The general notion about gossip and social exclusion in groups is that they are always malicious, undermining trust and morale.
But a new study has suggested that sharing this kind of "reputational information" could have benefits for society.
Robb Willer, an associate professor of sociology at Stanford University, explored the nature of gossip and ostracism in collaboration with co-authors Matthew Feinberg, a postdoctoral researcher at Stanford, and Michael Schultz from the University of California-Berkeley.
Their research shows that gossip and ostracism can have positive effects, serving as tools by which groups reform bullies, thwart exploitation of "nice people," and encourage cooperation.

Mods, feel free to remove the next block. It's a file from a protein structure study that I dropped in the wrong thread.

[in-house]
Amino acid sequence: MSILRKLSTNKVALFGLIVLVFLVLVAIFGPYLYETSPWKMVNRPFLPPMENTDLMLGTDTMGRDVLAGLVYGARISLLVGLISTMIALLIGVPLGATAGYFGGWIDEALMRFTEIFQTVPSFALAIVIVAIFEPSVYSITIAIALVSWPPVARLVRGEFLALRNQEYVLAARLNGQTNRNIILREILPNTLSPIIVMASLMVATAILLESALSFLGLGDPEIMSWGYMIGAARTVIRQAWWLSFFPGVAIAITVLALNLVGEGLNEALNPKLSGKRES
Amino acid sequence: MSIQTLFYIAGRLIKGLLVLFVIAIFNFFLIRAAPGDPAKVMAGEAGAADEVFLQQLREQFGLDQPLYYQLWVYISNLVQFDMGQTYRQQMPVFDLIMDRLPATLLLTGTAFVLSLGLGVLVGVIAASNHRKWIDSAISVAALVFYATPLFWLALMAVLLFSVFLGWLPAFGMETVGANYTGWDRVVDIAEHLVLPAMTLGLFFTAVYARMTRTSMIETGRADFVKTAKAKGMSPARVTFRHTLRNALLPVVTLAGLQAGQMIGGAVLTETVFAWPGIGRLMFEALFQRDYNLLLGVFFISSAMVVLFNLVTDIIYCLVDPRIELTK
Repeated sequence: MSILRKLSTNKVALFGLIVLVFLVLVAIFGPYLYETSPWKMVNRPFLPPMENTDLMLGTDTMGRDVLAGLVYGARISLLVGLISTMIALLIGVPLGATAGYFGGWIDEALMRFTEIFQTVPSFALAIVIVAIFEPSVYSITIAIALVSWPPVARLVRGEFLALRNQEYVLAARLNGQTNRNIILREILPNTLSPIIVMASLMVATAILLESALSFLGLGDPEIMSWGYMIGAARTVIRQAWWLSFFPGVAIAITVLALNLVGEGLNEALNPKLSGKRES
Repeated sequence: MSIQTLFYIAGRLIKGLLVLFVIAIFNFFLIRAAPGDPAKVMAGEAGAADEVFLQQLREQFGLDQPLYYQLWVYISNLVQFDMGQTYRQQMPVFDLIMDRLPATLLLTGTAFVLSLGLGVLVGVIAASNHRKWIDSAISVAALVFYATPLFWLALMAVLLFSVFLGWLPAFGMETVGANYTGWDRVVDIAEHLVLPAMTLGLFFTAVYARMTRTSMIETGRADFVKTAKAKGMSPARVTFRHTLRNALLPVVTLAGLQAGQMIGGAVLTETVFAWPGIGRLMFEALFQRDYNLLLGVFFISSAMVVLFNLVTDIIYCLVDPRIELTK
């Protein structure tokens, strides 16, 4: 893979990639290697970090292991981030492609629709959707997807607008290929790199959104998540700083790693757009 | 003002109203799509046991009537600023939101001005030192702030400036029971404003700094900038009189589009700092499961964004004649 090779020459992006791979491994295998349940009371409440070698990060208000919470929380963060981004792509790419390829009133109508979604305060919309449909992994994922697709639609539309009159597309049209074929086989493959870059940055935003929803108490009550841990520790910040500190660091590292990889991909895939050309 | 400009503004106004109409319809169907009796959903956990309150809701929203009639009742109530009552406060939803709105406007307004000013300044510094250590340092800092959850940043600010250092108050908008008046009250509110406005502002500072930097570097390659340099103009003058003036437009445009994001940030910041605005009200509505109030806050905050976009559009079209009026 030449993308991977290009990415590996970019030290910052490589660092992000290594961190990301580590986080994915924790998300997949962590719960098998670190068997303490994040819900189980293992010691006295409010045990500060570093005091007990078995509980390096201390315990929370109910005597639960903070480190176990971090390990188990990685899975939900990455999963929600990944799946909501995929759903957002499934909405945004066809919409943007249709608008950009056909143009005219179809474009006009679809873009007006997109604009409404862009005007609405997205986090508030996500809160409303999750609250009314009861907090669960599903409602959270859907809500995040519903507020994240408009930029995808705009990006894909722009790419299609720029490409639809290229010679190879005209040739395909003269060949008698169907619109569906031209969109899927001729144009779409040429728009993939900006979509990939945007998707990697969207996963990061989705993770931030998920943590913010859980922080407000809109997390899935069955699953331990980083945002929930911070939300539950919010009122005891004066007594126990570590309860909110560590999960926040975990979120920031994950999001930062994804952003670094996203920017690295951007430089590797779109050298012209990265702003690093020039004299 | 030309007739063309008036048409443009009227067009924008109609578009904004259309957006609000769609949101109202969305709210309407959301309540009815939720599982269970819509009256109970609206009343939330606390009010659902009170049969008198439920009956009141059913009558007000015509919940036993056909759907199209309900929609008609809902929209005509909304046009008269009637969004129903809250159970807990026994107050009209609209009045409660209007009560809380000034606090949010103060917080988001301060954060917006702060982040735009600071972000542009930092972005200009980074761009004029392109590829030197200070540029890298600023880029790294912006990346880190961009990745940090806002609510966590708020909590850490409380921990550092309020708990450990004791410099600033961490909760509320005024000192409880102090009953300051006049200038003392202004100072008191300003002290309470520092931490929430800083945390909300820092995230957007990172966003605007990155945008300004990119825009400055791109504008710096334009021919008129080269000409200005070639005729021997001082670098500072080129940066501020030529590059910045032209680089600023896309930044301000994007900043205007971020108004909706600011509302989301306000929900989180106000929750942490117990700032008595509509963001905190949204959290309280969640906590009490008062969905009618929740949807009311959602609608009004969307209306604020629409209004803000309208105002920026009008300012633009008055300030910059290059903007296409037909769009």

"Groups that allow their members to gossip sustain cooperation and deter selfishness better than those that don't. And groups do even better if they can gossip and ostracize untrustworthy members. While both of these behaviors can be misused, our findings suggest that they also serve very important functions for groups and society," Feinberg said.
The researchers found that when people learn about the behavior of others through gossip, they use this information to align with those deemed cooperative. hose who have behaved selfishly can then be excluded from group activities based on the prevailing gossip. This serves the group's greater good, for selfish types are known to exploit more cooperative people for their own gains.
The study was published in the journal Psychological Science.